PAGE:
Other artists who recorded prolifically during 1933 were Jack Kelly,  Roosevelt Sykes, Walter Davis, Walter Roland, Sonny Scott and Josh White. Singer/guitarist Jack Kelly was the front man of the South Memphis Jug Band, a popular string band whose music owed a heavy debt to the blues as well as minstrel songs, vaudeville numbers, reels and rags. He led the group in tandem with fiddler Will Batts, and they made their first recordings in 1933, cutting some two-dozen sides between August 1 and 3rd for Banner and ARC. Roosevelt Sykes cut two sessions in 1933 for Victor and Bluebird and was busy backing several artists like Walter Davis, Carl Rafferty, St. Louis Jimmy, Clarence Harris and Charlie McFadden. Walter Davis cut two-dozen sides in 1933 for Blue Bird all backed by Sykes. Walter Roland and Sonny Scott recorded on the same dates for Vocalion between July 18-20, 1933 and playing on each others sessions. Roland cut eighteen sides while Scott cut fourteen sides. Josh White cut a dozen sides for Brunswick in 1933.

By 1933 the era of the blues Queens was past with Bessie Smith making her last sides in 1931, Clara Smith in 1932, Rosa Henderson in 1931, although several hung in there for a bit longer like Ida Cox, Victoria Spivey and Eva Taylor who was one of the only ones to record in 1933. In 1920 Taylor moved to New York City, where she became a popular singer in the night clubs of Harlem. The following year she married pianist, publisher and producer Clarence Williams. The couple collaborated on many projects. In 1922 Taylor made her first record for the African-American owned Black Swan label, who billed her as "The Dixie Nightingale". She would continue to record dozens of Blues, Jazz and popular sides for Okeh and Columbia throughout the 1920s and 1930s. She made a handful of strong sides in 1933 backed by Clarence Williams' Jug Band which included Willie "The Lion" Smith and Banjo Ikey Robinson among others.

Among some older styles that were hanging on were some of the vaudeville styled blues, namely with some sides cut by  Coot Grant and Wesley Wilson. Coot Grant was the main stage name of Leola B. Pettigrew, a blues singer from Alabama whose legal name became Leola Wilson following her marriage to performing partner Wesley Wilson. The husband and wife, billed as Grant & Wilson, Kid & Coot, and Hunter & Jenkins, cut over sixty sides between 1925 and 1938, often backed with top jazz artists such as Fletcher Henderson, Mezz Mezzrow, Sidney Bechet, and Louis Armstrong. They also performed in musical comedies, vaudeville, traveling shows, revues, and in film.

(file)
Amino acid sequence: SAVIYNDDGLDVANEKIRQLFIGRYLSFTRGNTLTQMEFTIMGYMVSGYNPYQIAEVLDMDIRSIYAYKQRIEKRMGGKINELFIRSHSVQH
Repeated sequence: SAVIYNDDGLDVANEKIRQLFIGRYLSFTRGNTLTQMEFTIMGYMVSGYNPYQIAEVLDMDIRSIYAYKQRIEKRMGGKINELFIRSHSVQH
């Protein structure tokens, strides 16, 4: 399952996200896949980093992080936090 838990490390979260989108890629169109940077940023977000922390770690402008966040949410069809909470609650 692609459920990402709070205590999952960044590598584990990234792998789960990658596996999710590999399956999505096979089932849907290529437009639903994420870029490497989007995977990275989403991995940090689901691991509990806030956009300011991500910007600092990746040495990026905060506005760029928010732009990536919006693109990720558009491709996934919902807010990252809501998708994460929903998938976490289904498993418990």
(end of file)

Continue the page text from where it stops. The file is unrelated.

In addition to commercial recordings there was some important non-commercial sides recorded by John Lomax for the Library of Congress. Through a grant from the American Council of Learned Societies, John Lomax was able to set out in June 1933 on the first recording expedition under the Library of Congress' auspices, with Alan Lomax (then eighteen years old) in tow. In their successful grant application they wrote, that prisoners, "Thrown on their own resources for entertainment . . . still sing, especially the long-term prisoners who have been confined for years and who have not yet been influenced by jazz and the radio, the distinctive old-time Negro melodies." They toured Texas prison farms recording work songs, reels, ballads, and blues from prisoners. They also recorded music from many others not in prison. The most important find was Leadbelly but also were recorded were fine singers like  James Iron Head Baker, Moses Clear Rock Platt and Washington (Lightnin'), all of whom are featured today.

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ARTISTSONGALBUM
Georgia WhiteSinking Sun BluesGeorgia White Vol. 2 1936-1937
Georgia WhiteGet 'Em From the Peanut Man (Hot Nuts) Sings & Plays
Georgia WhiteNew Dupree BluesGeorgia White Vol. 11930-1936
Lucille BoganJim TampaLucille Bogan Vol. 1 1923-1929
Lucille BoganCoffee Grindin' BluesThe Essential
Lucille BoganAlley BoogieThe Essential
Hattie HartWon't You Be Kind To Me?Memphis Masters: Early American Blues Classics